“Drivers almost wept as they wrote of their faithful friends – the horses – wishing so much that they could be given more feed and better shelter. Such care and attention they gave these dumb animals. When nothing else was available an old sock was used to rub them down or to bandage a cracked heel while breast collar and girth were eased by wrapping light articles around the harness to keep it from rubbing the sore spot”.

Legitimate targets

The horses and mules were viewed as legitimate targets by both sides. They faced being shelled, bombed, gassed, sometimes shot and suffered horrific shrapnel injuries. Many suffered shell shock and remarkably others learned to lie down and take cover when under fire.  Like most of the human recruits, the horses had never experienced such noise, chaos, smells, violence and hardships and they did not have the capacity to realise what was happening to them or likely to happen to them. So everything occurring around them was terrifying until they became accustomed to it.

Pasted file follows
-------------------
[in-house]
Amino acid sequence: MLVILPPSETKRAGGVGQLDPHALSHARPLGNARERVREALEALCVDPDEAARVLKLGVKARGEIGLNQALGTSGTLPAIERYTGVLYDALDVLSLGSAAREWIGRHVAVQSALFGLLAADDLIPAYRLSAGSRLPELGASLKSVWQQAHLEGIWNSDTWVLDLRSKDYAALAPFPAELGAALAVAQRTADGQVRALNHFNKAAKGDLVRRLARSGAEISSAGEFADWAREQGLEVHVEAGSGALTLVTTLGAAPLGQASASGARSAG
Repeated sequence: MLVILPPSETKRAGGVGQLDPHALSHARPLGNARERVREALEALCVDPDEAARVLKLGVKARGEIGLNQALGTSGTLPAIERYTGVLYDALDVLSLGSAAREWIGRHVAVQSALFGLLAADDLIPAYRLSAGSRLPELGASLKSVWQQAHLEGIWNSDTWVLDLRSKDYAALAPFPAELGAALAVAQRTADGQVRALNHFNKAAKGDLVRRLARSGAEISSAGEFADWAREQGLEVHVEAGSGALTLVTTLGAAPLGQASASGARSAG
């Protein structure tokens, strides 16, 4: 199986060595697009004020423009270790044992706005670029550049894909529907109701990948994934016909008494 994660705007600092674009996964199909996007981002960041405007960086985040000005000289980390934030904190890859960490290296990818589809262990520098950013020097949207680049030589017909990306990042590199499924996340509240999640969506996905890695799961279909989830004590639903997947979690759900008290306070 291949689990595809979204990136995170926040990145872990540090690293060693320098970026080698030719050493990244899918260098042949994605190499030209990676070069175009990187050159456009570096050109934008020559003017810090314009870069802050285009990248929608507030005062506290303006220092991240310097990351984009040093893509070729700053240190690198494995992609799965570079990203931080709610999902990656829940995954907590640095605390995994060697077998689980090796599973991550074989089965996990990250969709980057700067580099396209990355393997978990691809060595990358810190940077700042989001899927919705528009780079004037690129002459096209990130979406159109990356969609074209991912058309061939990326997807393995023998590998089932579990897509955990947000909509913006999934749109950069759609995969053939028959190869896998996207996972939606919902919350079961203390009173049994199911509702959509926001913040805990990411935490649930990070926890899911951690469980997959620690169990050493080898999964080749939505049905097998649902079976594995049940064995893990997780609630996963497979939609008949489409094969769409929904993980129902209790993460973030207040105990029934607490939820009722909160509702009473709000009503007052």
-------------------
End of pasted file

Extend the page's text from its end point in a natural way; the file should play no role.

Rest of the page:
There are no exact statistics on the average lifespan of a World War One horse arriving at the front, but for most of them it was very short. They died in large numbers daily and were replaced by new recruits. Very few managed to survive the whole war. The few that did manage to see it through to the end were shown no compassion and were just slaughtered for meat or sold to work on farms, being logistically too difficult and expensive to repatriate. Their suffering was immense and unlike the men, none of them returned home.

I find it rather poignant that when Edwin, my grandfather was severely wounded for the third time and invalided from the war, just four weeks before it ended, he was tending to the horses. He was giving them their nightly feed, water and grooming a mile behind the front line when an enemy plane flew over and dropped a bombs in the midst of them killing and wounding many drivers and horses. Edwin did thankfully make it back, but after three years continuous action in most of the major battles on the western front he returned both physically and mentally scarred. We owe them all so much.

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Extract From Book